I work in a tech company, a few weeks ago we moved from traditional project management to Scrum multidisciplinary Teams.

Our sprints' length is two weeks and the experiment is not working well for now, for some reason we don't achieve the goal at the end of the Sprints.

  • We consider that a user story can be started when the problem is defined and concrete acceptation criteria is defined as well.
  • We consider that a user story is finished when a version, potentially deployable to production with that feature, is created (no further phases needed, only physical deployment).

Our work phases are:

  1. Demo, retrospective, planning (meeting day) -> 1 day
  2. Team talks about the solutions we are going to implement -> Usually 1 day to review possibilities, see how others are doing...
  3. When the Team agrees with the solution, the developers may spend 1 day or two investigating some new technology we are going to use -> 1 or 2 days
  4. When we know the implementation details of the new technology, we start the implementation knowing the final flows and architectural details -> 3 - 5 days.
  5. When implementation is done, we start writing the unit tests, user interface (UI) tests, integration tests... -> 2 - 3 days.
  6. When tests are done and new code is covered, we start the code review phase...a reviewer from another Team must be available to check, then we solve any reviewed problems... -> ideally 1 day
  7. OK now implementation is done, code review passed, tests written...new feature is sent to a Team QA member to perform final tests and verifications -> 1-2 days.
  8. When test passes, the feature is delivered to the Product Owner who performs a User Validation Test -> 1/2 day
  9. OK now the feature is ready to merge with the develop branch and a new version is created (and maybe released to production) -> 1 day


  • If you count, in the best scenario (completing the feature in 3 days and doing tests in 2 days) we spend 11 days to complete the user story...in the worst case we can spend 16 days or more depending on the complexity of the user story...in both cases we exceed the length of the sprint.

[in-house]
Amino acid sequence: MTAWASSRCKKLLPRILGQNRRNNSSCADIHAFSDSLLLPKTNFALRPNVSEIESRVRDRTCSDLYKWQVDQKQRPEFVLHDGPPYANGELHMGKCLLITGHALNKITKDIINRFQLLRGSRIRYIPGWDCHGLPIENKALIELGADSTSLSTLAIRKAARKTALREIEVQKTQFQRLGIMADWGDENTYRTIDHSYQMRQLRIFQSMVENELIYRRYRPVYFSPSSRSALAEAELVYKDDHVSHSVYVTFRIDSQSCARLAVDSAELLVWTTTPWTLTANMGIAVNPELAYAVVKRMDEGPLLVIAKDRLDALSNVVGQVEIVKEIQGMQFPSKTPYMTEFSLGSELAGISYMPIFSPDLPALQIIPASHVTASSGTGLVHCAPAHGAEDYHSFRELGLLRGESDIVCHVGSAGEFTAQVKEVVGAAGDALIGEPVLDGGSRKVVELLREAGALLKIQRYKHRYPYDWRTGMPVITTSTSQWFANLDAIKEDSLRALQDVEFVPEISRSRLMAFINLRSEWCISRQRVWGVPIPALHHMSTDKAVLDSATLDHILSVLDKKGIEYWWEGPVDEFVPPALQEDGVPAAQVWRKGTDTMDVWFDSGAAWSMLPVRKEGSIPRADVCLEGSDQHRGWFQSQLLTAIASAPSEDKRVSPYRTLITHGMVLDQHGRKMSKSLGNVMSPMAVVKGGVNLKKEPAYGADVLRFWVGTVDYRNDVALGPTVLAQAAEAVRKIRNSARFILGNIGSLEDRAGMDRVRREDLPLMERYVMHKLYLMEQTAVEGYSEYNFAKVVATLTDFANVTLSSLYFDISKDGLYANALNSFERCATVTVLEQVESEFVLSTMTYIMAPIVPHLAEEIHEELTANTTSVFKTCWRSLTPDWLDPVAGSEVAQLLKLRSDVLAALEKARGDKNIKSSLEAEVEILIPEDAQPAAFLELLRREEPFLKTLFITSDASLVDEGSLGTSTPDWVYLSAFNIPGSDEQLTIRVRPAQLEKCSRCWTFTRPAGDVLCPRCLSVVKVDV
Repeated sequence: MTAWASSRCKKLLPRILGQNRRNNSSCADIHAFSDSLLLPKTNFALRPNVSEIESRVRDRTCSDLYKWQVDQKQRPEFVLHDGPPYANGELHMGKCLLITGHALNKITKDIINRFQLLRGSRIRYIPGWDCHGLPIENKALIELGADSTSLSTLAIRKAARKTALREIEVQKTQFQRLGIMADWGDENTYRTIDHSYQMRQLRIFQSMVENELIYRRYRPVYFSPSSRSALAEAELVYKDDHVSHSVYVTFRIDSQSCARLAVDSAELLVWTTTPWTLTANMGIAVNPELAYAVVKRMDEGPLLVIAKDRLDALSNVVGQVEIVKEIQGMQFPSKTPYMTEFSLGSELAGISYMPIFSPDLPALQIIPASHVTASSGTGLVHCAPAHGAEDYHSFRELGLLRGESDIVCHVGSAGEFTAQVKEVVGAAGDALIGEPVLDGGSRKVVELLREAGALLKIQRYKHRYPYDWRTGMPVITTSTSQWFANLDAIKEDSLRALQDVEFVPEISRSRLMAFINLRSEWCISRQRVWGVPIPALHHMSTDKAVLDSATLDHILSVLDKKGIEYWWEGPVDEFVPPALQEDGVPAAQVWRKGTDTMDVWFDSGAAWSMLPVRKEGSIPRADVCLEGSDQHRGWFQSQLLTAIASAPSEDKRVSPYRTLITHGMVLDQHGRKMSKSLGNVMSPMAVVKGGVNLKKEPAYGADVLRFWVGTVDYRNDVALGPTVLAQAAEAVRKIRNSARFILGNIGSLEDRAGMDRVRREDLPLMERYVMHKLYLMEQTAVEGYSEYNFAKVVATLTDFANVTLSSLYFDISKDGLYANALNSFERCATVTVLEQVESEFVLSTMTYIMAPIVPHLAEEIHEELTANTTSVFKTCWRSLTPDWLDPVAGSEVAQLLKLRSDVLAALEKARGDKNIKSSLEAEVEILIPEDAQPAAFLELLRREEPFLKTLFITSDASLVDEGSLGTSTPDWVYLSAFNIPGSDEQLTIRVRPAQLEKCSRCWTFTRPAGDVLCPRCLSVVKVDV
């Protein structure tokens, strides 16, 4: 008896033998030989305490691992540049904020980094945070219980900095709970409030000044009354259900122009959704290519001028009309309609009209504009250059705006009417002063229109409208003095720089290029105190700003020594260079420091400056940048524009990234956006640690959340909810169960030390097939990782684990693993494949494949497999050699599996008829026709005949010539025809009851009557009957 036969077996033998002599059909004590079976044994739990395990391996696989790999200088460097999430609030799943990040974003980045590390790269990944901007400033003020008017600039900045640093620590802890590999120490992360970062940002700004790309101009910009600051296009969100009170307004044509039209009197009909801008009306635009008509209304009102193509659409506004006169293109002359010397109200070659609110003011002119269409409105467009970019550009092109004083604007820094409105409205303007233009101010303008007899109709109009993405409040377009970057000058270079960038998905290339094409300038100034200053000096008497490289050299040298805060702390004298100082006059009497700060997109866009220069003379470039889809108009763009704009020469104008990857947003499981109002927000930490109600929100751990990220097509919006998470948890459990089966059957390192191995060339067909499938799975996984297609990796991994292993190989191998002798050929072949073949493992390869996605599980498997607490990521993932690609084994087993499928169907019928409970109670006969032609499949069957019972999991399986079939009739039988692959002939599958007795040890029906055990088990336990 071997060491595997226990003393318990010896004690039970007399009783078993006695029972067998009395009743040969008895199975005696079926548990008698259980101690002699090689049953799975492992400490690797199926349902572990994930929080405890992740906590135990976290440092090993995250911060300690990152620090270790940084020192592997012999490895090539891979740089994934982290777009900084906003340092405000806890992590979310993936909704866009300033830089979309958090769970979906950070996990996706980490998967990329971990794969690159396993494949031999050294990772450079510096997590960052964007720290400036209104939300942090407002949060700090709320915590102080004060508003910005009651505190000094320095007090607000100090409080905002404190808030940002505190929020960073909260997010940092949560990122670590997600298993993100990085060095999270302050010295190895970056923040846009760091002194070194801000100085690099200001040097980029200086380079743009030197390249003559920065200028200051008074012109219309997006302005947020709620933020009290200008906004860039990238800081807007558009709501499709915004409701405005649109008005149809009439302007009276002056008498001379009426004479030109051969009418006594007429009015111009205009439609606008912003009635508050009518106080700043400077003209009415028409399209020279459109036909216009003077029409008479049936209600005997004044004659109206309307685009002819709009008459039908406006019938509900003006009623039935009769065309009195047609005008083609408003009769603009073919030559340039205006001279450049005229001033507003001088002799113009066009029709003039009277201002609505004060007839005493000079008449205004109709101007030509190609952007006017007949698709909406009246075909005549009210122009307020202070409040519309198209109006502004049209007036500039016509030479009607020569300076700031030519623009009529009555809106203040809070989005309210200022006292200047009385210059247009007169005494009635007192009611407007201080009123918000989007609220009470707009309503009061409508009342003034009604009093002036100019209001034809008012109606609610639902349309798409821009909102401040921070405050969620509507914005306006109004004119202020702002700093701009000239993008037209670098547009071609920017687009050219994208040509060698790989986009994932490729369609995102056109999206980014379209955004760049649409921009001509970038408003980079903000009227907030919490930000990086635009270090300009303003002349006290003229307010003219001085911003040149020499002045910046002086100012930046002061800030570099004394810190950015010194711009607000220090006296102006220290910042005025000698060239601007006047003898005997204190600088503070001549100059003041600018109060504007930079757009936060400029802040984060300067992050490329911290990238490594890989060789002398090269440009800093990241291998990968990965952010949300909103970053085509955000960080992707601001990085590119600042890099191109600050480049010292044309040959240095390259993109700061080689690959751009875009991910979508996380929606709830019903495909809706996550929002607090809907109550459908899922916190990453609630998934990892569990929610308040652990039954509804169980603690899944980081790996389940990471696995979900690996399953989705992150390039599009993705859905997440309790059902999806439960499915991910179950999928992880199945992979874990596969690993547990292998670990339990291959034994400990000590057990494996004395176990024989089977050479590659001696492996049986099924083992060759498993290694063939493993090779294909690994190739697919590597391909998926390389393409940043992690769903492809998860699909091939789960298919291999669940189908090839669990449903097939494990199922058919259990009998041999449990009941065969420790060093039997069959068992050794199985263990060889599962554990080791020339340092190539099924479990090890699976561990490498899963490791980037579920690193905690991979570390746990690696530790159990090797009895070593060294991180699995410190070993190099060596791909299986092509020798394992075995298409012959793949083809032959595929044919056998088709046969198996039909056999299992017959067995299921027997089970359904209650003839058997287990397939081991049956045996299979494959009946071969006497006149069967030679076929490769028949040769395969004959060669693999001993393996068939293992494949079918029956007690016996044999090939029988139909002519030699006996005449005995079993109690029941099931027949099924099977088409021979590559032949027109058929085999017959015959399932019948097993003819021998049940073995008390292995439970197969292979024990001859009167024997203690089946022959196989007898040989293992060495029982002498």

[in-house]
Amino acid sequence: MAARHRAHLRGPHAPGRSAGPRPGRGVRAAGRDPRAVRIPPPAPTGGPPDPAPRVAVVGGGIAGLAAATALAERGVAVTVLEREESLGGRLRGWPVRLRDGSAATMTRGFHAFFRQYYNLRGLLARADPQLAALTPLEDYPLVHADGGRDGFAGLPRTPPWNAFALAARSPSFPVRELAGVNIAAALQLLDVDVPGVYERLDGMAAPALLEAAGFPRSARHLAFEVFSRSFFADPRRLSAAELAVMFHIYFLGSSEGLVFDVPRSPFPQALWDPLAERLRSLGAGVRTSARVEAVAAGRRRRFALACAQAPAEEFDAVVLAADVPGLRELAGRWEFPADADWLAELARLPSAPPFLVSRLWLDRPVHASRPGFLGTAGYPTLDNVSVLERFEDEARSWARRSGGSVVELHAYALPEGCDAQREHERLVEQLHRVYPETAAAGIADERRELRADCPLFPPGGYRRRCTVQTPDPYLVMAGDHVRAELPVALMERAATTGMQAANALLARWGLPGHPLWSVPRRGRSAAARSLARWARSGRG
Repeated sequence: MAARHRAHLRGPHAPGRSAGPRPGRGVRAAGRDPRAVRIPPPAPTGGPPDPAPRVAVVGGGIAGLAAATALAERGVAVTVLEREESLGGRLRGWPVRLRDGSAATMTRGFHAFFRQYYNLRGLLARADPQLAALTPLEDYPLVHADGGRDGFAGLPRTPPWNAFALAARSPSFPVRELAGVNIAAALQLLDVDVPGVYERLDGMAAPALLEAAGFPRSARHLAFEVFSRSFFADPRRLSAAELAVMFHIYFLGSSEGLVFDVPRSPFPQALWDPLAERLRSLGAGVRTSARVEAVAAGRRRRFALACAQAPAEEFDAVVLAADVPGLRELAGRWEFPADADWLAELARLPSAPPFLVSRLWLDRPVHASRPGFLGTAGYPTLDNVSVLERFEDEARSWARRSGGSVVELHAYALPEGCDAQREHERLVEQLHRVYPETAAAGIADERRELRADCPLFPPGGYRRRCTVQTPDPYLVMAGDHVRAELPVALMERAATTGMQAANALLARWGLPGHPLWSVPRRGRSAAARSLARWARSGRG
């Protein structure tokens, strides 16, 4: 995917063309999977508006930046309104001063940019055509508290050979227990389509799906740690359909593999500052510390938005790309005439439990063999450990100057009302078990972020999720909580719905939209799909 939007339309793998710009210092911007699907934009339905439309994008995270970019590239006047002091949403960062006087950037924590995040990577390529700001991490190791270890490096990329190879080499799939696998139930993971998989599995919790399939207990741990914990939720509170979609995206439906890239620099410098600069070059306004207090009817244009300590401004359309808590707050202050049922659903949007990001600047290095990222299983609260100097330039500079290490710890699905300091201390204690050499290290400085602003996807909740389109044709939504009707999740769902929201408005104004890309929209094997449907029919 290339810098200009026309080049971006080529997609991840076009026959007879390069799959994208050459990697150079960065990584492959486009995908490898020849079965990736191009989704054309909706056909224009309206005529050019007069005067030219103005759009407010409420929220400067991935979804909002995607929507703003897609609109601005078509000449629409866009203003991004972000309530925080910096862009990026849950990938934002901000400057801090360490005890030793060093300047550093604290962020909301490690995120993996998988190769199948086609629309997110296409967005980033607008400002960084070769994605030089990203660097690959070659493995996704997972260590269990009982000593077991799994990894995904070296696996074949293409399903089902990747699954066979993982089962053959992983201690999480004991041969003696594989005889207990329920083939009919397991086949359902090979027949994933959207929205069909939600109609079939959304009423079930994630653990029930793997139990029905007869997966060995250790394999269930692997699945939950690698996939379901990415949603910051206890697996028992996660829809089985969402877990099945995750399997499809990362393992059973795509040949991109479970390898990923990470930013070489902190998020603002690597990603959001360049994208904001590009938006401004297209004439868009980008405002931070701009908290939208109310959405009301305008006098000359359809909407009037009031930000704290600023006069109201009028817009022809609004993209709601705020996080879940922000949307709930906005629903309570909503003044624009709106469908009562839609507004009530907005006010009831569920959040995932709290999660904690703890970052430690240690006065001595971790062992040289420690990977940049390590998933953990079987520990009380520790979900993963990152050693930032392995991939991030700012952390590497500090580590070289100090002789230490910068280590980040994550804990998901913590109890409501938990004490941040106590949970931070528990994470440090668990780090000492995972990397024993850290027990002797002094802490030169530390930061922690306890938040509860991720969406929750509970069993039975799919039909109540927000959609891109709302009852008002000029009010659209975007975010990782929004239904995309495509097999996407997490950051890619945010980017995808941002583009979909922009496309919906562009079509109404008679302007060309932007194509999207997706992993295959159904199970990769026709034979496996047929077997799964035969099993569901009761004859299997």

• We could remove phases...but we give importance to quality so writing tests, doing code review, doing a final test phase is relevant to us.
  • We will never be able to complete user stories which need more than 4 or 5 days of 'active development'...

What are we doing wrong?

3 Answers 3


What are we doing wrong?

You are tackling backlog items that are too big for your sprint length and you are wasting resources by working in traditional phases.

You need to break down your backlog items even further than you are now. Your situation is the prime example why this is so important. Imagine you were to break down everything into items roughly a third the current size. Then you would know for sure that you should at least be able to finish 2 of them in one sprint. Instead of finishing 1 maybe, maybe not...

Here is a good article on strategies to break down backlog items. The gist of it:

  • Vertical slices are still king
  • But sometimes that vertical slice has a heavy bulge somewhere in the middle (multiple ways to do the same thing / less common scenarios). You can split that bulge if you need to divide it further.
  • If you can, split less important aspects away from more important aspects
  • All else being equal favor splitting into similar sizes

You also seem to have adopted something of a design-by-committee approach and it is eating time. You don't need consensus on how to solve a problem. Whoever picks up a task has the authority to decide how it is done and responsibility to do it right. If they feel they need or would benefit from someone elses insight then they can consult with that team member ad hoc.